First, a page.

By MICHAEL PERKINS
THE BASIC STRUCTURE OF A LINEAR STORY IS ENGRAVED into the DNA of our collective minds in what amounts, essentially, to three words: beginning, middle, end. Three distinct phases that indicate the birth, development, and logical terminus of a narrative. You start at the left and end up at the right, like the eye reading a written sentence. That’s storytelling in a nutshell.
But are all three elements present in a photograph?
As a static moment stolen from a million zillion consecutive other moments, a frozen instant plucked out of context, a photo is, almost of necessity, missing some of the standard elements of a narrative. The shooter cannot take us on a complete journey from beginning to end. Instead, he must choose one part of that sequential timeline and make it speak for the entire process. And so we make pictures of things that are just getting under way. We make different pictures of things that are in the process of progressing or changing. We make still others of things that are coming to a close. What we choose to show affects the conversation we are having with our audience. Will they understand what point in the continuum of a story we’ve chosen to display? Does their imagination or memory supply missing information about what’s not shown, through speculation, intuition? Pictures can’t show everything, nor do all pictures even show the same kind of information. However, over generations of transactions between shooter and viewer, there is a kind of understood, if unspoken language of what was meant and what was received.
This exchange is instantaneous and instinctive, but we can step back and analyze it. For example, in the above photo, what information is given, and what is withheld? Are we at the entrance into something, or near the escape out of it? Is this a scene of quiet serenity or dark foreboding? Is there a correct answer? Does there need to be?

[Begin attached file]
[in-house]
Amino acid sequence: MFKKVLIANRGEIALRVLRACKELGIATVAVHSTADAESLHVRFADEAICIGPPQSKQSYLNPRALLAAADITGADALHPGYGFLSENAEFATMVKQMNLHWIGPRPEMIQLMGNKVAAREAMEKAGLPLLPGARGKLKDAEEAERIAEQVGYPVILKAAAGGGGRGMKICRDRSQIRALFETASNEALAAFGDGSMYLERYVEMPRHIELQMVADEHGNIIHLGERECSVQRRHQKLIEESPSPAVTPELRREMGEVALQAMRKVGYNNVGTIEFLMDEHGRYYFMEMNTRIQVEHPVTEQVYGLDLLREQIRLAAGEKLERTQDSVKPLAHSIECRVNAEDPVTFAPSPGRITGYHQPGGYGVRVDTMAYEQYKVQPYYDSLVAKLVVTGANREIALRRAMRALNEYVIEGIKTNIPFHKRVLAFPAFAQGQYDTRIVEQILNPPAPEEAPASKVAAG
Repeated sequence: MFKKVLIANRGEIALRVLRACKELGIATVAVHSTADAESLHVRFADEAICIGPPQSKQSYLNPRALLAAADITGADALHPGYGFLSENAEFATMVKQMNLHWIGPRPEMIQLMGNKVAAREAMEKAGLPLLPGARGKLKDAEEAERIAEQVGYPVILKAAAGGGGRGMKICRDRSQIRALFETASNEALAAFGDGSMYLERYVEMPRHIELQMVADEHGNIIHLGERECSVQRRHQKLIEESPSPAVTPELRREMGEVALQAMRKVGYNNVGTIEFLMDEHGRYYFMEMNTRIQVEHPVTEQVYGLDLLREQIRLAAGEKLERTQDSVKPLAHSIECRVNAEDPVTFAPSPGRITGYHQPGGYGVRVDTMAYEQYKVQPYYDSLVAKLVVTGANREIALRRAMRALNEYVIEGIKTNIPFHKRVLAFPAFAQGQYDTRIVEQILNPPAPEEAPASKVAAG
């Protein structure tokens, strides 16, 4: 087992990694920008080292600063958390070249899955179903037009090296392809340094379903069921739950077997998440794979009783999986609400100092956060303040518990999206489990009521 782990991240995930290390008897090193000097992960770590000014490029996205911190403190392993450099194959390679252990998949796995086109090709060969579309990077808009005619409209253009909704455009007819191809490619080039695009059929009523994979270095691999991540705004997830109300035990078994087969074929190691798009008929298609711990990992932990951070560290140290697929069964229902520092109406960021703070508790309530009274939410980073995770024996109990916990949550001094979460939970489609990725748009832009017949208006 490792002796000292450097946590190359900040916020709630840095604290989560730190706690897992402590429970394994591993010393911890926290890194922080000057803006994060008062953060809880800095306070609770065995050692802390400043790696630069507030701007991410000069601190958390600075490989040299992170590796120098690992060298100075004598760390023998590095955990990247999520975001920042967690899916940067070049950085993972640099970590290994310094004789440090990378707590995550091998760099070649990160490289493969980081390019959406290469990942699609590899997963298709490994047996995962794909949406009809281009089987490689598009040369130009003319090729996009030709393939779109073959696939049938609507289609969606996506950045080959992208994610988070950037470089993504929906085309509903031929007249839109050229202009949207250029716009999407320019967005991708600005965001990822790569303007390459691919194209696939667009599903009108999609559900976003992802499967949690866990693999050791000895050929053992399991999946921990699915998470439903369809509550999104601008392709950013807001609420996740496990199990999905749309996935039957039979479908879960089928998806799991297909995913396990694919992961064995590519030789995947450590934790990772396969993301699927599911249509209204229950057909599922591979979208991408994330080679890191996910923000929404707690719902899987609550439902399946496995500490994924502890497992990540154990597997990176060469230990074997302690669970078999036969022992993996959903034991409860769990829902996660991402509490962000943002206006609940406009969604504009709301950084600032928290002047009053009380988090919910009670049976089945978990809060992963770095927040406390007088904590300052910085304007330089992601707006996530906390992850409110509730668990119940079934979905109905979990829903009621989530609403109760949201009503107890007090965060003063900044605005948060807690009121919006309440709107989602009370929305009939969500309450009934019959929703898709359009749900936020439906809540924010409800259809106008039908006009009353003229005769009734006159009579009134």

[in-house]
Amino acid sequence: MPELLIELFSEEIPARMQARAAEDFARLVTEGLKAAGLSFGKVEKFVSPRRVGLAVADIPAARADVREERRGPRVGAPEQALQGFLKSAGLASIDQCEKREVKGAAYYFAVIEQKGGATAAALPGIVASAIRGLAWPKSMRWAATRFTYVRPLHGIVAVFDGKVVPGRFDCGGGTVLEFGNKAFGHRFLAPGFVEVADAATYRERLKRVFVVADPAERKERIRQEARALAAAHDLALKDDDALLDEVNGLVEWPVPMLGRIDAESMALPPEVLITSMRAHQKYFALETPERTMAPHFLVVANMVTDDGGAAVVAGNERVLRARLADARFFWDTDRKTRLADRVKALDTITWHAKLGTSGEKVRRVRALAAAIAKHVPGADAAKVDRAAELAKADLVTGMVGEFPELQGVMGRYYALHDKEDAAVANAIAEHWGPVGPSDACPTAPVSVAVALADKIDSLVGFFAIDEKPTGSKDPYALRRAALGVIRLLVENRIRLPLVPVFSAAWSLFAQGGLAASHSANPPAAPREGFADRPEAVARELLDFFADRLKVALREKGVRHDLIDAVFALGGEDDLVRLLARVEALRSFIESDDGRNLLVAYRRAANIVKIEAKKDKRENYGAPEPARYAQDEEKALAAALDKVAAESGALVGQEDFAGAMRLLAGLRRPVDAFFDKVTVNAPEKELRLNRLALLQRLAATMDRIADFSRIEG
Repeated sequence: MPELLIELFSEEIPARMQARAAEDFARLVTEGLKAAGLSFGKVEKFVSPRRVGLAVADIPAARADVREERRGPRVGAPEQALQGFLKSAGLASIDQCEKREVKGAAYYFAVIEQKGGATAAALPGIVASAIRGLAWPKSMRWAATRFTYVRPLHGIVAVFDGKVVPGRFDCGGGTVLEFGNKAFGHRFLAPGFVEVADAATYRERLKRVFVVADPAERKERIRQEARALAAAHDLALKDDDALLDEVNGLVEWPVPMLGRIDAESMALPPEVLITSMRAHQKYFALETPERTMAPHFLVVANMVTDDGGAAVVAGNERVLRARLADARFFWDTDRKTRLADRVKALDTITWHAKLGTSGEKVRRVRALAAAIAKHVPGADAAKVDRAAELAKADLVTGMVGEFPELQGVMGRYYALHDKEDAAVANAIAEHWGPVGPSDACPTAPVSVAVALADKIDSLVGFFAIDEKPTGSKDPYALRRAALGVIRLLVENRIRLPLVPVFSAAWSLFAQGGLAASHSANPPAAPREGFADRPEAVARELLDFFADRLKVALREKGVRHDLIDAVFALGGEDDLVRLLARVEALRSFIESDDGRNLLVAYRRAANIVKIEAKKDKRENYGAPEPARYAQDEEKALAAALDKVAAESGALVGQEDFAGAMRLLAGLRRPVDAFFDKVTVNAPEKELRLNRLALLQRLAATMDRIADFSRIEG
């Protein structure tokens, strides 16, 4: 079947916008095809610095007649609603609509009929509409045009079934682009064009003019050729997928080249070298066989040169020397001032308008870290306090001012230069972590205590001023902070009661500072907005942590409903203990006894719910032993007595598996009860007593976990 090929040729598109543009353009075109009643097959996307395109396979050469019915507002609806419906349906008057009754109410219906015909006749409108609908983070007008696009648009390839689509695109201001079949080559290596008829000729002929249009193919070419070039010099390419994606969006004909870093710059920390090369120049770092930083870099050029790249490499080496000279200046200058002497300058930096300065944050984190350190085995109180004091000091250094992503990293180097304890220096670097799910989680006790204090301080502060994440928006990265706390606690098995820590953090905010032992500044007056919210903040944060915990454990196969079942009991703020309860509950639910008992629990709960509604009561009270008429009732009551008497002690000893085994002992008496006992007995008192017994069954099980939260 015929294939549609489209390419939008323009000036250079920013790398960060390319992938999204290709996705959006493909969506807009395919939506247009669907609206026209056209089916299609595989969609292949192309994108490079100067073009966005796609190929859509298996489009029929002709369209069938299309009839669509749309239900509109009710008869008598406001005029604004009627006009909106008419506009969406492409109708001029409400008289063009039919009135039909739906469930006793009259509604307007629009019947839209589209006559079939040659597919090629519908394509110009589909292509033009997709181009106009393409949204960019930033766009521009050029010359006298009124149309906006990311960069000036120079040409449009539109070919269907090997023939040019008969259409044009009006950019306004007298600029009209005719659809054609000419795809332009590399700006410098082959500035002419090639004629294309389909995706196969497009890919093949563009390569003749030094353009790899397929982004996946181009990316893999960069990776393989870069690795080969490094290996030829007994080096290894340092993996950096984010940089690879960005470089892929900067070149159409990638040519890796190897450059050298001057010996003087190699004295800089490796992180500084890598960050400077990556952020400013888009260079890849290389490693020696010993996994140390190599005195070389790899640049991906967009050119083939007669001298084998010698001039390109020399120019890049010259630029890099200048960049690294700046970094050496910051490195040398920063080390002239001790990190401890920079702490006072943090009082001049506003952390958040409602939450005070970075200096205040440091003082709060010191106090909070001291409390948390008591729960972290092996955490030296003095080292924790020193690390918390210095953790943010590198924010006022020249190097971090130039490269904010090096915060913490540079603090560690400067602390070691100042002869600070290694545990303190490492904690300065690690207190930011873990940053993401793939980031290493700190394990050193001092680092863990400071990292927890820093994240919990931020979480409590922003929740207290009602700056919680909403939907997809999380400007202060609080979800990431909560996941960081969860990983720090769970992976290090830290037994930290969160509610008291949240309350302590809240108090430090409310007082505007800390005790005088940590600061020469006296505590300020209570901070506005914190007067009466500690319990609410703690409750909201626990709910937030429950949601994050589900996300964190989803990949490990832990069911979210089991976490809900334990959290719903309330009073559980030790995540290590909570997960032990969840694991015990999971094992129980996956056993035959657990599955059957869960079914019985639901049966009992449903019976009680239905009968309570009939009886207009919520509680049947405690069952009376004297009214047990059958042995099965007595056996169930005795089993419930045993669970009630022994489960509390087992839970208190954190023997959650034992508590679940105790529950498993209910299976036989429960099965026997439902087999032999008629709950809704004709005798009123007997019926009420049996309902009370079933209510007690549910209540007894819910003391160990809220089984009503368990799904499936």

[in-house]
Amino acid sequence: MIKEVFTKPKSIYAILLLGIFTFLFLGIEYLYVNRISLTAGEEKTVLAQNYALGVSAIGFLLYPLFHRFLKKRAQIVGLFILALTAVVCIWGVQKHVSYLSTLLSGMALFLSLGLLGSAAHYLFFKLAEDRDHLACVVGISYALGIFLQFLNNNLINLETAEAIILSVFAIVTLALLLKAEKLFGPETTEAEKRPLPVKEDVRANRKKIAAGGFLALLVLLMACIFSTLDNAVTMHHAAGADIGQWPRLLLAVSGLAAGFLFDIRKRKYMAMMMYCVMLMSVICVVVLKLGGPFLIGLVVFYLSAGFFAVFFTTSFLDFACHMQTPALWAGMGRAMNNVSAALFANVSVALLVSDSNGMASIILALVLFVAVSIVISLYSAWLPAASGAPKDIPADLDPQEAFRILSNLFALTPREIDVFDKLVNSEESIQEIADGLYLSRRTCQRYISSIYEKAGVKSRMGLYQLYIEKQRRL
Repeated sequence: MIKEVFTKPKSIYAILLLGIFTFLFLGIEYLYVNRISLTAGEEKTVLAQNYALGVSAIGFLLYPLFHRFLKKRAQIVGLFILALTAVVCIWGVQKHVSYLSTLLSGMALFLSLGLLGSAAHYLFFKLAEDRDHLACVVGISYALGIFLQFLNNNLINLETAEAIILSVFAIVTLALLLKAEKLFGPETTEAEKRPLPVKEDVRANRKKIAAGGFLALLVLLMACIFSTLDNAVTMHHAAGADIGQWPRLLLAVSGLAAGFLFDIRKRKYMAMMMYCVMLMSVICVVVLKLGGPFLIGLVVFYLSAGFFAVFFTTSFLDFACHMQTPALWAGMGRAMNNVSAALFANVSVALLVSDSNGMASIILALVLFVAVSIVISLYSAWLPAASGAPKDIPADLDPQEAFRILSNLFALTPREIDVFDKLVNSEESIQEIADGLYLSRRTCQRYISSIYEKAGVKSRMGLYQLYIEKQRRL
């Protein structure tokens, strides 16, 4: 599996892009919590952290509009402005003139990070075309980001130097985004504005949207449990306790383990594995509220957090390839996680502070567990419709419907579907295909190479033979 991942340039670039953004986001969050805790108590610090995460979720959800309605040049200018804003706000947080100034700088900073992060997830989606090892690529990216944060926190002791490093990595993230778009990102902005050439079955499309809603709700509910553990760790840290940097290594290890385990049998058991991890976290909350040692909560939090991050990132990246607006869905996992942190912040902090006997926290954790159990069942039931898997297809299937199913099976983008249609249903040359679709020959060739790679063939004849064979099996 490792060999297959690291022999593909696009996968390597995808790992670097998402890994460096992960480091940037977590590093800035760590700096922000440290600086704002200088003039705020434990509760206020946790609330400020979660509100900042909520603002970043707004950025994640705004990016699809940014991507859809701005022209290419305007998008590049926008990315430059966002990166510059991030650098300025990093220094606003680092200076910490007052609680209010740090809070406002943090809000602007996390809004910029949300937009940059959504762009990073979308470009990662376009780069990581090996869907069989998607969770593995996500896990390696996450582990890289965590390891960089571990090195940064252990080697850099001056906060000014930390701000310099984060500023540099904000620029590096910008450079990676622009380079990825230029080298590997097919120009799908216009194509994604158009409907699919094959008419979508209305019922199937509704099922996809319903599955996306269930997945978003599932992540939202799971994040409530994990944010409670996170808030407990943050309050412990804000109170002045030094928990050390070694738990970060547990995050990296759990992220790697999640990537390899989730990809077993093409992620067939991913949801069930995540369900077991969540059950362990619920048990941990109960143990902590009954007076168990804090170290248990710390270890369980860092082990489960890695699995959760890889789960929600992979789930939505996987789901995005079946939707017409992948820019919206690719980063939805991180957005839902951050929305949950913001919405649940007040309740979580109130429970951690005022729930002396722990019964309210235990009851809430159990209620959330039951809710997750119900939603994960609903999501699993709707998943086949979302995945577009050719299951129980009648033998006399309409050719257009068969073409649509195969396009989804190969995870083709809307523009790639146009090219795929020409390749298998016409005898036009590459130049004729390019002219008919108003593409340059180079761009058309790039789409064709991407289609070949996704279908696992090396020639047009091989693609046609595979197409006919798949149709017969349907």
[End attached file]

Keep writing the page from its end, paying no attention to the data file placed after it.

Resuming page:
You and you alone control the choices, often made in an instant, of what visually makes it into the final edition of a photograph. Some of those choices will be deliberate. Others will be reactive. Photographers can either conceal or reveal, and their editorial decisions, whether done at leisure or in a blink, determine what pictures we regard as memorable, or visceral, or genuine. What I’m getting at here is that storytelling is only partly about equipment, or even conditions, like light or weather. And that only makes sense: it would be foolish, after all, to think of a novel as great merely because of which pencil or keypad the author used, or to judge a musical performance by the piano. And so the most crucial element in photography must, must, must be the eye. Once that is sharpened, storytelling hits full throttle, and, conversely, without that acuity, all we can hope for is the occasional happy accident. No one picture tells the entire story, but we are in charge of what clues make it to the viewer. And that is one amazing superpower.